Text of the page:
John Waters’ almost-a-classic film “Hairspray” celebrates the uprising of the underdog, and the stage musical, written by Mark O’Donnell and Thomas Meehan, takes Waters’ work and makes it even bigger and better. This super-fun, fast-paced, and absolutely hilarious musical has long been a favorite among theatre fans, and Playmakers Repertory Company’s Summer Youth Conservatory definitely does it justice. Featuring a cast of talented, bright young actors and plenty of professional-level touches, this production of “Hairspray” is infectiously energetic.
The story, set in the 60s, all starts with with overweight Tracy Turnblad (Rachel Musson) and her nerdy best friend, Penny Pingleton (Lili Whittier). The pair is positively obsessed with a local dance and music show, The Corny Collins Show, that caters only to the white folks in town. Despite her weight, Tracy manages to dance her way onto the show. But once there, she’s not just content to pine over dreamboat Link Larkin (James Scalise). Thanks to her friend Seaweed J. Stubbs (Daniel Johnson)– whose coaching landed Tracy on the show in the first place- Tracy goes on a mission to integrate the show and maybe even Baltimore as a whole.
The musical is packed with one cheekily-written song and dance number after another, and this vibrant cast nails every single one. While there are lots of standouts, the members of the Turnblad family definitely impress. While Musson proves a solid choice in the lead role, thanks to her bubbly, honest delivery and her killer pipes, it is her character’s mother, portrayed by the hilarious Jack Carmichael, who garners most of the big laughs. Carmichael has a great sense of comedic timing and often steals the stage. The three members of the Turnblad crew, which includes dad Wilbur (Ethan Fox), however, share an affable chemistry, turning them into a realistic, charming family unit.
Of course, heroes couldn’t be heroes without villains, and fortunately, Ainsley Seiger nails her role as Amber Von Tussel, Tracy’s snooty rival. Also stealing the spotlight is Scalise’s Link, who croons and seduces the microphone Elvis-style like nobody’s business.Whitier’s charm makes her supporting role shine, and Johnson has all the moves, juice, and jive his role demands.
In addition to the impressively strong acting, many of the musical numbers are an absolute blast. Favorites include the brilliantly-staged and choreographed “Mama, I’m a Big Girl Now,” “Welcome to the ‘60s;” and “(You’re) Timeless to Me.” Director Desdemona Chiang has ensured that her young cast understands every lyric and every subtlety, and the fact that the cast truly “gets it” is obvious from start to finish.
This fast-paced, incredibly fun show radiates the energy and excitement that truly good theatre is made from and really shouldn’t be missed.
The PlayMakers Repertory Company Summer Youth Conservatory presents HAIRSPRAY at 7:30 p.m. July 19 and 20 in the Paul Green Theatre in the Center for Dramatic Art, 120 Country Club Rd., Chapel Hill, North Carolina 27514, on the University of North Carolina at Chapel Hill campus.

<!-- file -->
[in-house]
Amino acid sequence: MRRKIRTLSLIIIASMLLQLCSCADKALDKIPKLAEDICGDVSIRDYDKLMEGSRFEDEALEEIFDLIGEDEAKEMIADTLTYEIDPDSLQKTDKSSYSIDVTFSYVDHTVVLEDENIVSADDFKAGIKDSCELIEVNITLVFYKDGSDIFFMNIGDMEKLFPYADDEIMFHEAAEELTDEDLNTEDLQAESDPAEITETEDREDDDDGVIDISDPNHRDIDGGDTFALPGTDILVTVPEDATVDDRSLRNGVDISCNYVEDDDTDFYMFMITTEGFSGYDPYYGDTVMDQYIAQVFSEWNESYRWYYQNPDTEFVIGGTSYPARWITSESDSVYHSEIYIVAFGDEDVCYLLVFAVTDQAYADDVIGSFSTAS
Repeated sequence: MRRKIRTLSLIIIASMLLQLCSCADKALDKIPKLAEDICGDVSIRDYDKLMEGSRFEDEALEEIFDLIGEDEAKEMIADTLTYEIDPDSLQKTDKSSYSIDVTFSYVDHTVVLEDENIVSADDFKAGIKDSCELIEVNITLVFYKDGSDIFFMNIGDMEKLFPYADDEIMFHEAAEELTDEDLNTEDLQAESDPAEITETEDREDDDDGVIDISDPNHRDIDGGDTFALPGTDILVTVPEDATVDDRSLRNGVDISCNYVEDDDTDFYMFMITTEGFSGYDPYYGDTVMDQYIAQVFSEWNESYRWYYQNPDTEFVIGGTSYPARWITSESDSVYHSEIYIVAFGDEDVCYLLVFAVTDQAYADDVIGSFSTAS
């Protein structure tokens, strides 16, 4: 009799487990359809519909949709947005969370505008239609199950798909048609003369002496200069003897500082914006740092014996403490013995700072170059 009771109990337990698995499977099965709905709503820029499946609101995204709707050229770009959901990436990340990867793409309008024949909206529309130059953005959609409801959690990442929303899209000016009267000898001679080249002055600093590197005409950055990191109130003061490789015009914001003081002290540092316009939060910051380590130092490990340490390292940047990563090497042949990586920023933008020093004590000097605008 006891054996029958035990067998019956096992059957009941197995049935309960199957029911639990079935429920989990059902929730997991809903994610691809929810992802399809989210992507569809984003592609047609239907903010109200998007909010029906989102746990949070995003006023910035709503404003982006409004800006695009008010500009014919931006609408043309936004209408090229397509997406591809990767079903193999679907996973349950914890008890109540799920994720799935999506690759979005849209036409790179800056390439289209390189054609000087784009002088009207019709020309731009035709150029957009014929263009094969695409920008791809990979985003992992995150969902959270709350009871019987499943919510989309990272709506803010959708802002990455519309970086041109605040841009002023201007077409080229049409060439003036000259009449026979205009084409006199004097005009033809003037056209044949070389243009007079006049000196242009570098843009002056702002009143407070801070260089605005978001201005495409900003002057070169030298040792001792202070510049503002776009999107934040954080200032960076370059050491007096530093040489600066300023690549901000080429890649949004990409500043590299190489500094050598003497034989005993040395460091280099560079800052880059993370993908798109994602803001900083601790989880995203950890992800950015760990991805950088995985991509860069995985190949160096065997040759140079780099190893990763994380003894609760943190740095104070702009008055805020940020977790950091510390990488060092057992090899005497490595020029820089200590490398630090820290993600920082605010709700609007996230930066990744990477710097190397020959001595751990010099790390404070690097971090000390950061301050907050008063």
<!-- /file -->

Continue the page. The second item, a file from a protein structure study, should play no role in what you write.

TICKETS: $15 ($10 for students and children under 18).
BOX OFFICE: 919-962-PLAY, email@example.com, or http://www.playmakersrep.org/tickets/single.
SHOW: http://www.playmakersrep.org/hairspray and https://www.facebook.com/events/795423623821811/.
VIDEO PREVIEW (by Alex Maness): http://vimeo.com/99689828.
NEWS RELEASE: http://uncnews.unc.edu/2014/06/11/playmakers-summer-youth-conservatory-perform-hairspray/.
PRESENTER: http://www.playmakersrep.org/, https://www.facebook.com/playmakersrep, https://twitter.com/playmakersrep, and http://en.wikipedia.org/wiki/PlayMakers_Repertory_Company.
BLOG (Page to Stage): http://playmakersrep.blogspot.com/.
PRC SUMMER YOUTH CONSERVATORY: http://playmakersrep.org/outreach/syc and https://www.facebook.com/PlayMakersSYC.
Hairspray (1988 film): http://www.imdb.com/title/tt0095270/ (Internet Movie Database) and http://en.wikipedia.org/wiki/Hairspray_(1988_film) (Wikipedia).
Hairspray (2002 Broadway musical): http://www.ibdb.com/show.php?id=11033 (Internet Broadway Database), http://en.wikipedia.org/wiki/Hairspray_(musical) (Wikipedia).
Marc Shaiman (music and lyrics): http://en.wikipedia.org/wiki/Marc_Shaiman (Wikipedia).
Scott Wittman (lyrics): http://en.wikipedia.org/wiki/Scott_Wittman (Wikipedia).
Mark O’Donnell (book): http://en.wikipedia.org/wiki/Mark_O%27Donnell (Wikipedia).
Thomas Meehan (book): http://en.wikipedia.org/wiki/Thomas_Meehan_%28writer%29 (Wikipedia).
Hairspray (2007 movie musical): http://www.imdb.com/title/tt0427327/ (Internet Movie Database) and http://en.wikipedia.org/wiki/Hairspray_%282007_film%29 (Wikipedia).
Desdemona Chiang (Seattle/San Francisco-based director): http://www.desdemona.org/blog/ (official website), https://www.facebook.com/deschiang (Facebook page), and https://twitter.com/deschiang (Twitter page).
Susie Potter is a Raleigh, NC-based freelance writer and editor. She is a 2009 graduate of Raleigh’s Meredith College, where she majored in English. She holds graduate degrees in teaching and American literature from North Carolina State University in Raleigh. In addition to her work for Triangle Arts and Entertainment, she is an award-winning author of short fiction. Her works have appeared in The Colton Review, Raleigh Quarterly, Broken Plate Magazine, Big Muddy: A Journal of the Mississippi River Valley, the Chaffey Review, and Existere. To read all of Susie Potter’s Triangle Arts and Entertainment articles and reviews, click http://triangleartsandentertainment.org/author/susie-q/. To read more of her writings, click http://www.susiepotter.com and http://www.myspace.com/susiepotter.